NHTSA 'black box' proposal stirs privacy concerns
Federal agency wants to make Electronic Data Recorders mandatory by September 2014, but the law is a little too vague for comfort.
The term “black box” conjures thoughts of a device secretly recording your every move in a car. In reality, Event Data Recorders (EDRs), as they are officially known, only record specific info -- such as seat belt usage, vehicle speed, braking, steering and other factors -- a short time after they’re activated in an accident.
They’re designed to provide detailed information about accidents that allows automakers to improve vehicle safety systems such as air bags and also aid in recalls.
Currently, EDRs are not required by federal law, although many cars include them.
Since 2006, the federal government has required that automakers that include EDRs let car owners know of their existence in a vehicle via the owner’s manual. Since September 2011, the feds have required that all EDRs record the same data points in a consistent manner.
The battle over black boxes and car owner privacy is intensifying since the White House approved a proposal last week from the National Highway Traffic Safety Administration that would require EDRs in all new light vehicles by Sept. 1, 2014. But before moving forward, motorist organizations want to ensure owner privacy, understand who owns the data and specify who can access it.
AAA said in a press release that it supports NHTSA's goal of requiring black box recorders on new vehicles. But the organization is urging that any regulation include provisions to protect consumer privacy before going into effect.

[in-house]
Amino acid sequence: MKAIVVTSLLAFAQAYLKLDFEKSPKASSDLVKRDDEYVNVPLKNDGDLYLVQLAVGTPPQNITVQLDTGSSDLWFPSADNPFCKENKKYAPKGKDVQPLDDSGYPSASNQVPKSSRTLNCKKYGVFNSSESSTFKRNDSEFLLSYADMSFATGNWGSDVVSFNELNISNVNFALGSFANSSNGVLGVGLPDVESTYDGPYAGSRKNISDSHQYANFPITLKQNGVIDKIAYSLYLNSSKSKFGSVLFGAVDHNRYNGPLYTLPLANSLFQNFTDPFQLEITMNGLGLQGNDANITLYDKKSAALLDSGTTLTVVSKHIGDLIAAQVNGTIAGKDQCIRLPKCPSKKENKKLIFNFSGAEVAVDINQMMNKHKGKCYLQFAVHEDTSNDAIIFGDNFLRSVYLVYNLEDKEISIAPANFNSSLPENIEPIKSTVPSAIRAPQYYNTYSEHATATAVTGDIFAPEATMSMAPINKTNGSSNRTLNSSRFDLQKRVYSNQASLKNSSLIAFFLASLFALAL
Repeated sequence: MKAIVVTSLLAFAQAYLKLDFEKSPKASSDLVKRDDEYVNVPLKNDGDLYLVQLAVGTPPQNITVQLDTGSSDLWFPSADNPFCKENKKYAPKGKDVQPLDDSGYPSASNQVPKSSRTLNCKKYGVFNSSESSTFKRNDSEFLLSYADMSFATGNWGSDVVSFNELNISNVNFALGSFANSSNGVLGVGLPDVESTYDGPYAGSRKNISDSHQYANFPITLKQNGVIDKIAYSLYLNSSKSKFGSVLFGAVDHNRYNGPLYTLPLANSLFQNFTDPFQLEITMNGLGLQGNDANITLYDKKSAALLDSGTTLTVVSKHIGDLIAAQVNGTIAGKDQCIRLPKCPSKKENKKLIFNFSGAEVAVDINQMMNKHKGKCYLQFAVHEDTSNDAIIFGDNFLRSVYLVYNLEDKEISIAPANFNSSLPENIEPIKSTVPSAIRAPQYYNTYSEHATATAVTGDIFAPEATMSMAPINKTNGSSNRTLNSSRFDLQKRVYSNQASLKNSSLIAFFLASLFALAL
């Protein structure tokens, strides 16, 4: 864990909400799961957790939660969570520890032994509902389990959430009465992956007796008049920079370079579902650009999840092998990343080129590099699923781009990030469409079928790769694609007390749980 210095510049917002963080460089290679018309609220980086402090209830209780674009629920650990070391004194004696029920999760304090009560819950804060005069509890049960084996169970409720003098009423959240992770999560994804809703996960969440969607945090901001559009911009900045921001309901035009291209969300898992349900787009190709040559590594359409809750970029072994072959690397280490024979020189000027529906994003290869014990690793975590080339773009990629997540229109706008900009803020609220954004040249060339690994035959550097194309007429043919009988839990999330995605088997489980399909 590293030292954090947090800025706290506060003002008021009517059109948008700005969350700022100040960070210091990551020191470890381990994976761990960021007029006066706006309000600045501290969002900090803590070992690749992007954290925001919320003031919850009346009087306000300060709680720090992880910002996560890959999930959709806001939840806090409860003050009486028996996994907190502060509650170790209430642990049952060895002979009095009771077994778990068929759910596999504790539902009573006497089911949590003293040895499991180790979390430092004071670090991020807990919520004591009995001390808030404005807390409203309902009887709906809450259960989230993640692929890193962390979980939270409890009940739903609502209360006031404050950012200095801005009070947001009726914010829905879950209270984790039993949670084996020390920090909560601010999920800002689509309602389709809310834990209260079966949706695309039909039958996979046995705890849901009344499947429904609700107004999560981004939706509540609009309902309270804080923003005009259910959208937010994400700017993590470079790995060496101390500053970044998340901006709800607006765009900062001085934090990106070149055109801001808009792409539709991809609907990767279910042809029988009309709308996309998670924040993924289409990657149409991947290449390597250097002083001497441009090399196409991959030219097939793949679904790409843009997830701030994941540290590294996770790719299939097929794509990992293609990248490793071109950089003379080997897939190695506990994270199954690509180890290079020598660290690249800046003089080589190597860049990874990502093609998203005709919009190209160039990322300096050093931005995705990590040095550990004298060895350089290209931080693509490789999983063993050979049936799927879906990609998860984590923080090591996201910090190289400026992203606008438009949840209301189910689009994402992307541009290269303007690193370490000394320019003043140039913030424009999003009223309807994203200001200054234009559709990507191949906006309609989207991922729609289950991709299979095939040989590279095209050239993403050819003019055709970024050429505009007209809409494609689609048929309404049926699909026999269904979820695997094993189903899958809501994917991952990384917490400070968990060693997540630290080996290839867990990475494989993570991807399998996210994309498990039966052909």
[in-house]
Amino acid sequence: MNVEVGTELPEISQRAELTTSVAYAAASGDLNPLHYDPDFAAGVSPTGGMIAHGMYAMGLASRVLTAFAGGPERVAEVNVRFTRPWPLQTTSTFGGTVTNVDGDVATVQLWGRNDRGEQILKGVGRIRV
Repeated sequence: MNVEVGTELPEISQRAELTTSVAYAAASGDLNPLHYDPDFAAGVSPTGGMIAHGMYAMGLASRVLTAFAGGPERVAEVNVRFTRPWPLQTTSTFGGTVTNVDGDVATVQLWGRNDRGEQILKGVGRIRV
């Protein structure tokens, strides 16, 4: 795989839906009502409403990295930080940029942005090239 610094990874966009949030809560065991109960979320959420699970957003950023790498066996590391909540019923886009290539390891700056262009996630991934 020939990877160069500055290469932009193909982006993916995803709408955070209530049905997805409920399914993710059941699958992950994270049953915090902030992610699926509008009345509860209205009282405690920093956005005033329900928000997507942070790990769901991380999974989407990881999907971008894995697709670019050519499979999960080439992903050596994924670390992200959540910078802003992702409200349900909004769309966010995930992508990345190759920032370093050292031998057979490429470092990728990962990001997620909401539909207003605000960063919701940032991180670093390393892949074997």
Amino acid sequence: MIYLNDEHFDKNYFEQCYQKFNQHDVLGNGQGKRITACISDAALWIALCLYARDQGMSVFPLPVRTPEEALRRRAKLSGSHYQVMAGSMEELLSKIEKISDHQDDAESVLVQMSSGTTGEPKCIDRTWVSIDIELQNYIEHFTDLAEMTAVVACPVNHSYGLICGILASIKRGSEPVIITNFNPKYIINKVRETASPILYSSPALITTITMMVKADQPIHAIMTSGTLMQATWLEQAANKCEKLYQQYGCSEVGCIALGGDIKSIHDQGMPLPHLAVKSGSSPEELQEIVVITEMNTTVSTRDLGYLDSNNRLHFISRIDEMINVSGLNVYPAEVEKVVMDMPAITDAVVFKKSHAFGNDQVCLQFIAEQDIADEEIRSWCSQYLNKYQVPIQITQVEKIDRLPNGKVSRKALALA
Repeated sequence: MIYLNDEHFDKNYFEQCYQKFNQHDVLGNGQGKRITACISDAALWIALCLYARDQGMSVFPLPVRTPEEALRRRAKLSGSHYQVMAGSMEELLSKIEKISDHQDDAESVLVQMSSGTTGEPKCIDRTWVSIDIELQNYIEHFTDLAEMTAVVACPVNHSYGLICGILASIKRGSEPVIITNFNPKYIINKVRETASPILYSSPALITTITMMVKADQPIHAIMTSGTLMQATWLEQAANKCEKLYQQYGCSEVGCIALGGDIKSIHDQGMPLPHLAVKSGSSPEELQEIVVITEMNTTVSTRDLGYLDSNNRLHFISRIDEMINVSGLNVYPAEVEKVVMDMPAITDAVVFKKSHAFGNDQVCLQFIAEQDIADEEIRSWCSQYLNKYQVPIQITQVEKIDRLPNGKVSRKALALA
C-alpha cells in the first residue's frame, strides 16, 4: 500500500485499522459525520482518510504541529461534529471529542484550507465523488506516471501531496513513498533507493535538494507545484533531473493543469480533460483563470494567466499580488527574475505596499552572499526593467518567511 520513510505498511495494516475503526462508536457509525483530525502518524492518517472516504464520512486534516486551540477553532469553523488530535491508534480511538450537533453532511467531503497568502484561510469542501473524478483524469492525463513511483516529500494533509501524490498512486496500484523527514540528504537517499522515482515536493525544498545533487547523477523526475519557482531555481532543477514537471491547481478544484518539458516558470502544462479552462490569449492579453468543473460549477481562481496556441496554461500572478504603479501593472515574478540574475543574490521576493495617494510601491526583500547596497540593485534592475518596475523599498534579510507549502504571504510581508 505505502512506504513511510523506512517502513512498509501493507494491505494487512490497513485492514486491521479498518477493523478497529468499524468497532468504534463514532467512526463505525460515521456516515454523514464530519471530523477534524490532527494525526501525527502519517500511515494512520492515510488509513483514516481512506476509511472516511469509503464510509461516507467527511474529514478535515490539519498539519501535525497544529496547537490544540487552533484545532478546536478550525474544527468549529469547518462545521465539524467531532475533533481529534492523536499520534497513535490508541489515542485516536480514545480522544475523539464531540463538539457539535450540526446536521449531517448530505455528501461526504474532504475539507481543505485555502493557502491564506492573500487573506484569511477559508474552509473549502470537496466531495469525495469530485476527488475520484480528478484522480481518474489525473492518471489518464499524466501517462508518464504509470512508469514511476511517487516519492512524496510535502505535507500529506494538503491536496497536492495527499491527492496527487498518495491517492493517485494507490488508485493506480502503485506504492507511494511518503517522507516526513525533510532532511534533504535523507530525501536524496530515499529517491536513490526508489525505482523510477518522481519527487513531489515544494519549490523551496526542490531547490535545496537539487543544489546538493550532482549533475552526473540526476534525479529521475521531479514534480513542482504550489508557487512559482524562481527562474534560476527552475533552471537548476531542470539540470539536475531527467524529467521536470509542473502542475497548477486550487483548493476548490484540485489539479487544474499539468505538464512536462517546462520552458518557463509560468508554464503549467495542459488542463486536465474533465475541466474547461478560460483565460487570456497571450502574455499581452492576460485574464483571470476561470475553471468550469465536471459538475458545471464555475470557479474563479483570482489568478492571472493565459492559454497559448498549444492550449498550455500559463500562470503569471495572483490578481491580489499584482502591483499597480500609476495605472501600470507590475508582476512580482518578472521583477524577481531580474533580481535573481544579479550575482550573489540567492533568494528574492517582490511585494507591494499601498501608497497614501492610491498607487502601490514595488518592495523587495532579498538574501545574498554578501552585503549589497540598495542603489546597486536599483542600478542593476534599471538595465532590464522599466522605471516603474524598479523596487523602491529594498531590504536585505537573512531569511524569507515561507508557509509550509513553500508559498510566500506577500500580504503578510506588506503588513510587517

"Data recording devices play a critical role in advancing vehicle safety, but motorists should own the data their vehicle generates," AAA president and CEO Robert Darbelnet said in a statement. "Congress needs to ensure motorist rights are protected by passing legislation that prohibits access to data without permission from the owner or from a court order, unless the data is used for research purposes and cannot be tracked to a single vehicle."
Darbelnet also added that automakers should be required to "disclose the existence of EDR devices on new vehicles, not just with a sentence in the owner’s manual."
Dorothy Glancy, a professor at Santa Clara University Law School in California who is nationally known for her extensive work in the area of privacy and transportation law, expressed concern over the wording of an earlier draft of the NHTSA proposal, saying that its provisions on privacy protection contain too many loopholes and are too vague.
“It’s just not very well written,” Glancy told MSN Autos. “It says, ‘The court authorizes retrieval in furtherance of some unknown legal proceeding.’ This means someone could get your black box data -- or ask for your black box -- in connection with a legal proceeding between two other people."
Glancy is particularly concerned about loopholes in the section that addresses privacy. "It says, ‘The information is retrieved for the purpose of determining the need for or facilitating emergency medical response in response to a motor vehicle crash.’ It’s just wide open as to what it might mean," she added. "It could say that the information is retrieved is connection with a motor vehicle crash to respond to the needs of the people in that crash. But it doesn’t say that.”